The most direct competition is from across Lake Champlain, where Beta already leases three buildings at Plattsburgh International Airport in New York for its flight-testing program. The company uses about 90,000 square feet of space, airport director Chris Kreig said, up from 2,500 square feet during its earlier test phases.

Newton told Vermont lawmakers that Plattsburgh has encouraged the company to set up its battery plant at the airport, though Kreig would not confirm it.

The Energizer site is already outfitted for battery production in ways that would be costly for a company to build from scratch, according to Tim Smith, executive director of the Franklin County Industrial Development Corporation. Smith said he's optimistic that Beta will choose St. Albans, where he anticipates many locals would be happy to work for the company.

Nonetheless, the Town of Plattsburgh isn't shy about its desire to see Beta expand there. In an interview, Town Supervisor Michael Cashman touted the area's workforce and aerospace record and said its experience with other large industrial companies would make permitting new Beta facilities smooth and quick. 

"A company like Beta would not see a lot of trouble going through the system," Cashman said.

Permitting for Beta's 344,000-square-foot manufacturing facility at BTV hasn't been a breeze — at least, not as breezy as the startup would have preferred. 

Beta's site plan, which it first presented in draft form to South Burlington officials in spring 2021, ran afoul of city land-use regulations that prohibit new parking lots next to main roads. Beta's plan called for construction of a commercial building along Williston Road that would block the view of its parking lot, but that structure is slated for a later phase of development. Building the structure now would divert millions of dollars, Beta officials contended, and would delay the overall project.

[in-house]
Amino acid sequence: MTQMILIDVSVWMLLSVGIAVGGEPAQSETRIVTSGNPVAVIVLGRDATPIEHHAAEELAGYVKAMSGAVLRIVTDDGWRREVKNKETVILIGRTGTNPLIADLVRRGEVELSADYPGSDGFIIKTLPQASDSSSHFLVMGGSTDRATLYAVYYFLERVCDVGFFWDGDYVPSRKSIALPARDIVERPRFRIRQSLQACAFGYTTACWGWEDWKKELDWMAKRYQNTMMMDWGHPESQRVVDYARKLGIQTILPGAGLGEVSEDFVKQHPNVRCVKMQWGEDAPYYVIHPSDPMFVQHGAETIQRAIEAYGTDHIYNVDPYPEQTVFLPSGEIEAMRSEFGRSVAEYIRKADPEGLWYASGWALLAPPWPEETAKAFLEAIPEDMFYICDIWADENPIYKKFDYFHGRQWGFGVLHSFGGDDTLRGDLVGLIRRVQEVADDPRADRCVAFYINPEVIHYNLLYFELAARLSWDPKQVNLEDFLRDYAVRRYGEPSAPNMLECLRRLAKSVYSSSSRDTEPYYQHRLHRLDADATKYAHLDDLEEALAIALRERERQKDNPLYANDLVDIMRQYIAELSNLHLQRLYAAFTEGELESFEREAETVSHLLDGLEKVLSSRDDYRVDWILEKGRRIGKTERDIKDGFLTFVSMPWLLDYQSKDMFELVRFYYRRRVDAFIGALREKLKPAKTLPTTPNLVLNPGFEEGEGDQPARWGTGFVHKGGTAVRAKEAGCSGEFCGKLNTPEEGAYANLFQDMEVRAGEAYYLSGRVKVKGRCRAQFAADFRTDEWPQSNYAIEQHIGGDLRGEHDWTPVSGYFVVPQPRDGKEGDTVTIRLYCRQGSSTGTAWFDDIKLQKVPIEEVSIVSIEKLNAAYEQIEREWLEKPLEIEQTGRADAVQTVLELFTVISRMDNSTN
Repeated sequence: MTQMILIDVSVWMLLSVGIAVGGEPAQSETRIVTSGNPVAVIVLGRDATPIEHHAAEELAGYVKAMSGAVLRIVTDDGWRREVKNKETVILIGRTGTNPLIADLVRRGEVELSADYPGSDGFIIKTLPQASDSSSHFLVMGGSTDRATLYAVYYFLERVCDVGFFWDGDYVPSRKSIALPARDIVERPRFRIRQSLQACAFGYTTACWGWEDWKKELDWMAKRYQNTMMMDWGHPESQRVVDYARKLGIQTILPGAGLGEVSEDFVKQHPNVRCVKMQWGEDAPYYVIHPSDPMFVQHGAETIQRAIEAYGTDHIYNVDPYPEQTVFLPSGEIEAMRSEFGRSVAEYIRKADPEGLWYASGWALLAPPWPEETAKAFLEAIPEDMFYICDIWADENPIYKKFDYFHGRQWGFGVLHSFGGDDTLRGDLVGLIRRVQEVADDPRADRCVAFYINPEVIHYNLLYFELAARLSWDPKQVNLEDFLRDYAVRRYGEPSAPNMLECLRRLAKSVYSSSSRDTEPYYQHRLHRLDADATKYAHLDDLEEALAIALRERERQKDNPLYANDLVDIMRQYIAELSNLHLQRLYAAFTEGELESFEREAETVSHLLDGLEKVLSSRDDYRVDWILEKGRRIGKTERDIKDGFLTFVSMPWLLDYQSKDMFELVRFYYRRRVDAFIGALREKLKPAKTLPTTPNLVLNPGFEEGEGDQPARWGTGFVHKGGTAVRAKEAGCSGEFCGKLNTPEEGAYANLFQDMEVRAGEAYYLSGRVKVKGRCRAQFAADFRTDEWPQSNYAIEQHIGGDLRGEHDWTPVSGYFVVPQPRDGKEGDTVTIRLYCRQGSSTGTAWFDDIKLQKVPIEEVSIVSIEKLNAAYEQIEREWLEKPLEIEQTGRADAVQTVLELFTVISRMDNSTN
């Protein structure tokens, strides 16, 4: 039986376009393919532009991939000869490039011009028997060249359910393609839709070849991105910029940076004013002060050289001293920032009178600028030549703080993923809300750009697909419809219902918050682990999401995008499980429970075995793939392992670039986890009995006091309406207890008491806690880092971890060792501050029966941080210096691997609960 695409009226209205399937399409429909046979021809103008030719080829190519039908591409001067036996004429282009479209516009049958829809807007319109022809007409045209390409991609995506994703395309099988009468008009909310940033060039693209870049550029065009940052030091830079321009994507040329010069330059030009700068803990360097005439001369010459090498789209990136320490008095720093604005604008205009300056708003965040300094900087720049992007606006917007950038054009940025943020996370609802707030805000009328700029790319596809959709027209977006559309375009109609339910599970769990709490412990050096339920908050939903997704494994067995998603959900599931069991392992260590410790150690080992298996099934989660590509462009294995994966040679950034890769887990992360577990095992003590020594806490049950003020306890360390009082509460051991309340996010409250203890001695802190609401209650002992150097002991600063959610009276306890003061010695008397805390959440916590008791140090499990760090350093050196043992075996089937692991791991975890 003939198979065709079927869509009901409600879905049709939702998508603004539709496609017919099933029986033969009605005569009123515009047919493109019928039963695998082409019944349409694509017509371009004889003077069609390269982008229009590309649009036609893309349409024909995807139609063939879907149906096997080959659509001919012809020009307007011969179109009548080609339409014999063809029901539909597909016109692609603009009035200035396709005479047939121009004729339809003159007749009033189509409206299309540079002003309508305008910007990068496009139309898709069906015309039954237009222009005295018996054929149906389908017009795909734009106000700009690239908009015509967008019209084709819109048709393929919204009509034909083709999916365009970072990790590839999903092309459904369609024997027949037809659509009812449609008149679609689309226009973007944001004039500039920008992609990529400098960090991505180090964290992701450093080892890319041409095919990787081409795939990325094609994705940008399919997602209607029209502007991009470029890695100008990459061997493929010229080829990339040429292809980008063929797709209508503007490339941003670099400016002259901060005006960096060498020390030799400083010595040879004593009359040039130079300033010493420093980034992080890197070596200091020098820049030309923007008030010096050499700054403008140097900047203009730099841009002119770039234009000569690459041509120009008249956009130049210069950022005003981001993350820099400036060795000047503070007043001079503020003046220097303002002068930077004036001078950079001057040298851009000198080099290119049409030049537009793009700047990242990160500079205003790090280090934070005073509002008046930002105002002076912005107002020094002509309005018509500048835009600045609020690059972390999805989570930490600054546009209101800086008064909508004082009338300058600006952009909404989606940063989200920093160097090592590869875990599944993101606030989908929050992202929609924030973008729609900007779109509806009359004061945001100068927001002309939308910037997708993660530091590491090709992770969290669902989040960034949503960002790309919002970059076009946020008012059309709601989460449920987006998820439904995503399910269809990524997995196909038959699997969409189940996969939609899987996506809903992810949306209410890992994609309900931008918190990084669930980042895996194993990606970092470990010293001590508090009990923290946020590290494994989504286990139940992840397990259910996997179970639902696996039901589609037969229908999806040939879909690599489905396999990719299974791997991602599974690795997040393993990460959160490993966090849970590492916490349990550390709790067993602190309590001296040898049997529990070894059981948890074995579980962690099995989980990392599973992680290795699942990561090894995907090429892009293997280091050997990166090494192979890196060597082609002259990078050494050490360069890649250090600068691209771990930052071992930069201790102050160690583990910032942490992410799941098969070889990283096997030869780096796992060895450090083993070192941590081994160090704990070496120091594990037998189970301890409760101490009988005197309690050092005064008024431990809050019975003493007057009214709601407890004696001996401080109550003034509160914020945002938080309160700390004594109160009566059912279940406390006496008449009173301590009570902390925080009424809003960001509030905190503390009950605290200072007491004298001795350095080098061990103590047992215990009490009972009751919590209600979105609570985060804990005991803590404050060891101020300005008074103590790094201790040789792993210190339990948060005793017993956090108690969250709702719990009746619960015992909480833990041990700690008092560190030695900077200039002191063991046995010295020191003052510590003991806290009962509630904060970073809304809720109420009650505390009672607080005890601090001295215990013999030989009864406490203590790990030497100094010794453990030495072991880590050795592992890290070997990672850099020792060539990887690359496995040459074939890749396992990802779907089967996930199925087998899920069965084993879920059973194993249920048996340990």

Last month, after the South Burlington Development Review Board ruled that Beta's alternative plans didn't conform with zoning rules, politicians leaped to Beta's defense. Gov. Phil Scott and some local leaders said they worried that any regulatory delays could prompt the company to migrate to Plattsburgh. And the South Burlington City Council voted unanimously to change the city's zoning regulations to exempt airport-abutting projects from the parking requirement.

A month later, the project is back on track. The Burlington airport offered to set aside more than 200 of its existing parking spaces for Beta employees, which the company will access by using a shuttle. The deal allowed Beta to avoid the parking lot quandary by delaying its construction until later.

During a hearing on Monday night to reconsider the board's March decision, members of the Development Review Board lauded Beta's proposed solution.

"There's nothing like exigency to produce innovation," board member Frank Kochman told Beta's representatives. "I congratulate you."

Representatives for Beta, which says it has more than 200 contractors ready to break ground, implored the board to approve the company's revised plan quickly.

"Time is of the essence," Beta's Art Klugo said. "It is the most important thing for this project."

By Tuesday morning, Beta had its zoning permit in hand.

The original print version of this article was headlined "Ready for Takeoff"